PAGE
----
Record $122 million increase for Alzheimer's disease passed by Congress, sent to president
An unprecedented $122 million increase for Alzheimer's research, education, outreach and caregiver support stemming from the efforts of Alzheimer's Association advocates was passed swiftly by Congress today. The Alzheimer's Association commends the bipartisan work of our elected officials to make Alzheimer's disease a national priority.
Congress has been engaged in addressing Alzheimer's over the last several years, having unanimously passed the bipartisan National Alzheimer's Project Act that mandated the first-ever National Plan to Address Alzheimer's Disease. The Alzheimer's Association looks forward to President Obama's signature on this most recent funding bill and subsequent announcements of how these resources will be used to meet the goal of preventing and effectively treating Alzheimer's by 2025 established in this plan.
"The Alzheimer's Association applauds the bipartisan efforts of Congress and its recognition of the important messages delivered by our more than 600,000 advocates. Their personal stories, backed by the stark facts about the impact of this disease, powerfully conveyed the critical need for increased funding," said Robert Egge, Alzheimer's Association vice president of public policy. "We are committed to the families facing this disease and changing the trajectory of this crisis."
Over the past year, Alzheimer's Association advocates from every district in the nation met with their members of Congress to share their personal experiences and explain the dramatic impact Alzheimer's is imposing on our nation and economy. In addition to more than 2,600 congressional district meetings, 800 advocates from all 50 states attended the Alzheimer's Association Advocacy Forum in April 2013 to meet with their legislators on Capitol Hill. While there is a great deal more work to be done to achieve the goal set in the National Plan to Address Alzheimer's Disease, this increased funding sought by Alzheimer's advocates will accelerate progress.
The funding allocated for Alzheimer's disease includes a $100 million increase for the National Institute on Aging for Alzheimer's research, which will be added to what the National Institutes of Health (NIH) estimates will be $484 million in Alzheimer's research funding across NIH in fiscal year 2013. A further $3.3 million has been provided to support Alzheimer's caregivers, $4 million to train health professionals on issues related to Alzheimer's disease, $10.5 million to expand the home and community based caregiver services and $4.2 million for outreach activities to raise awareness. Additionally, the National Institutes of Health's BRAIN Initiative will receive $30 million to support brain research that could impact several diseases, including Alzheimer's.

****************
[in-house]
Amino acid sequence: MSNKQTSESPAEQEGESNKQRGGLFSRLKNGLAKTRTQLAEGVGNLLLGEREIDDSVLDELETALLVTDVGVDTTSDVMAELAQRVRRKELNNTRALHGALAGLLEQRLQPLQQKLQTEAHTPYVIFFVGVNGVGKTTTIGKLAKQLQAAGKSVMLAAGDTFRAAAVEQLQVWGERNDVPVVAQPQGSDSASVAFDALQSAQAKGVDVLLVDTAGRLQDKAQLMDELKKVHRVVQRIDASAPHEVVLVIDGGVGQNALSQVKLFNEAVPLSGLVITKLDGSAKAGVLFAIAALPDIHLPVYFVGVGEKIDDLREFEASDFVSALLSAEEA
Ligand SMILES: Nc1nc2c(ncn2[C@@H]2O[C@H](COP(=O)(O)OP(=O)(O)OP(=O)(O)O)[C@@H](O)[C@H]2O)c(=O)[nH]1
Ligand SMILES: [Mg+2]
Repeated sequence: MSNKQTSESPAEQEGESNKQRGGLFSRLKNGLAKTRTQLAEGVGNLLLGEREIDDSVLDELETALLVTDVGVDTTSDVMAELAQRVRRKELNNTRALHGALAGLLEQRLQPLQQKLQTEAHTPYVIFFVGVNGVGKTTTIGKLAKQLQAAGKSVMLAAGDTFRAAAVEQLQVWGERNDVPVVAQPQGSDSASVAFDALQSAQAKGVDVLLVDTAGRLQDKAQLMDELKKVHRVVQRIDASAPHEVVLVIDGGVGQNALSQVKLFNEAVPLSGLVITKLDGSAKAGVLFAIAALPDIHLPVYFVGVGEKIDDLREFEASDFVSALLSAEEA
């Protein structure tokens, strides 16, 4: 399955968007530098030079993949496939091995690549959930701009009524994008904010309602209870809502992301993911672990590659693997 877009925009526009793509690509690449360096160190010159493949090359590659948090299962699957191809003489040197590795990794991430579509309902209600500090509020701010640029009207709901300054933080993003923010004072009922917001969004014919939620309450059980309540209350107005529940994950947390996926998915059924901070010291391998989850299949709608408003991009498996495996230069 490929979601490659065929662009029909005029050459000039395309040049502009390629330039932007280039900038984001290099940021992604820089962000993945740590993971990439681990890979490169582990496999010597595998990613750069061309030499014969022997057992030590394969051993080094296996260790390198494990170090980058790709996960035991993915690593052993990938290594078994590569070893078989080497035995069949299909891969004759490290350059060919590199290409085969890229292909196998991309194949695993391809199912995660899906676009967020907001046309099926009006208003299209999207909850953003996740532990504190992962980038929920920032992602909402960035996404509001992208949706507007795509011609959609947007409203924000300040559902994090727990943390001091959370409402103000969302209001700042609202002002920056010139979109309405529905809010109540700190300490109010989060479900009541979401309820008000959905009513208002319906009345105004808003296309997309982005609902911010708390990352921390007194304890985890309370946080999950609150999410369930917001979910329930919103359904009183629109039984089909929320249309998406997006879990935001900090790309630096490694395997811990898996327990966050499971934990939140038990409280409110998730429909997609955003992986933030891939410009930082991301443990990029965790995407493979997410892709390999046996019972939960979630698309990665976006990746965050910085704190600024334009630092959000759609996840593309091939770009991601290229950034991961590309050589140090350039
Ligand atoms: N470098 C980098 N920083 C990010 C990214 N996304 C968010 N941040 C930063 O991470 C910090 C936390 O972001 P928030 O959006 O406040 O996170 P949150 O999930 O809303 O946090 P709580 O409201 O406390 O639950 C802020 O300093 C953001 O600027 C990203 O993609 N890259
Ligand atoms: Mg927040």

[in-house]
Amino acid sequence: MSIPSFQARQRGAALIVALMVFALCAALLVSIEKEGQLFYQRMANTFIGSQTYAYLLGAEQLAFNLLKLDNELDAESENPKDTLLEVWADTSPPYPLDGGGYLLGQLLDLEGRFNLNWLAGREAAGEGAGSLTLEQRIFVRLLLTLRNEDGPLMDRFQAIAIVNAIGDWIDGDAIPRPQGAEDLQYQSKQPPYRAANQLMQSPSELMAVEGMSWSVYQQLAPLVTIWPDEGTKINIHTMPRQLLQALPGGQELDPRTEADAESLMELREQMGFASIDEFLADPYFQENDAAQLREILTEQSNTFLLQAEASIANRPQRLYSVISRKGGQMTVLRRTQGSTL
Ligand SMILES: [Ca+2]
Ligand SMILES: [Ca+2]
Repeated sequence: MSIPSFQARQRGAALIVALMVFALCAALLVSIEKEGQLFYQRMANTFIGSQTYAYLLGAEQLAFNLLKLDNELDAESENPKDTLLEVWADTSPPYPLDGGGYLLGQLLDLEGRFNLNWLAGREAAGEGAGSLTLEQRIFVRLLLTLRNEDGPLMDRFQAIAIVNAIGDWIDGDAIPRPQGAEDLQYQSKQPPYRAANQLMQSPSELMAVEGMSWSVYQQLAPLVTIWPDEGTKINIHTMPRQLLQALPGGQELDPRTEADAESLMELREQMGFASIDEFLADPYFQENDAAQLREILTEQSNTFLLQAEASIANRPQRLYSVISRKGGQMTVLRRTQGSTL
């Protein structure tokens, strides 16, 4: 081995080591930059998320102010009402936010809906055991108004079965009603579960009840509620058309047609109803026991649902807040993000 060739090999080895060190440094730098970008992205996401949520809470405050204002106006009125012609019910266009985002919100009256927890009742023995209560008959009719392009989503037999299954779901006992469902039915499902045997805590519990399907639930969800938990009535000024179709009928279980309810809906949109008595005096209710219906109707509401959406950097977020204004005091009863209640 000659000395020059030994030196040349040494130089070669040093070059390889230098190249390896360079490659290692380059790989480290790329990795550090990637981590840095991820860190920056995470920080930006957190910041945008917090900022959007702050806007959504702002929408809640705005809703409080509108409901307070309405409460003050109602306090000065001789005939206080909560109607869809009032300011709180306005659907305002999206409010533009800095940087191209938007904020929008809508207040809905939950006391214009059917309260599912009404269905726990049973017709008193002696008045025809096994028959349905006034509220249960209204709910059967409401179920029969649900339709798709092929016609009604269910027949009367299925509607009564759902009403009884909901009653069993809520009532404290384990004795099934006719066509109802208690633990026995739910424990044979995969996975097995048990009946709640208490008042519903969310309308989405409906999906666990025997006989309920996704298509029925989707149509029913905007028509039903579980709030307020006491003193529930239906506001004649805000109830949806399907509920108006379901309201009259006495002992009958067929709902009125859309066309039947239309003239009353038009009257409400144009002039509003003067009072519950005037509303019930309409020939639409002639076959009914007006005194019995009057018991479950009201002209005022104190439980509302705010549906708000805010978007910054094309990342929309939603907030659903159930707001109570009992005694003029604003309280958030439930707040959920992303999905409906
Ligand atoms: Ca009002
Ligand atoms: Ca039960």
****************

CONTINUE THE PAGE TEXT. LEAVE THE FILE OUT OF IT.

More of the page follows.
There are currently more than 5 million Americans living with Alzheimer's disease and that number is poised to grow to as many as 16 million by 2050, according the Alzheimer's Association 2013 Alzheimer's Disease Facts & Figures report. In addition to the human toll of the disease, care for Alzheimer's, the country's most expensive condition, costs the nation $203 billion annually with projections to reach $1.2 trillion by 2050. Yet for every $27,000 Medicare and Medicaid spent on caring for individuals with Alzheimer's, the National Institutes of Health (NIH) spends only $100 on Alzheimer's research.
The Alzheimer's Association commends Congress' bipartisan dedication to this cause despite unprecedented fiscal challenges. The Association now asks President Obama to swiftly sign this bill into law.
About the Alzheimer's Association
ccThe Alzheimer’s Association is a worldwide voluntary health organization dedicated to Alzheimer’s care, support and research. Our mission is to lead the way to end Alzheimer's and all other dementia — by accelerating global research, driving risk reduction and early detection, and maximizing quality care and support. Our vision is a world without Alzheimer's and all other dementia®. Visit alz.org or call 800.272.3900.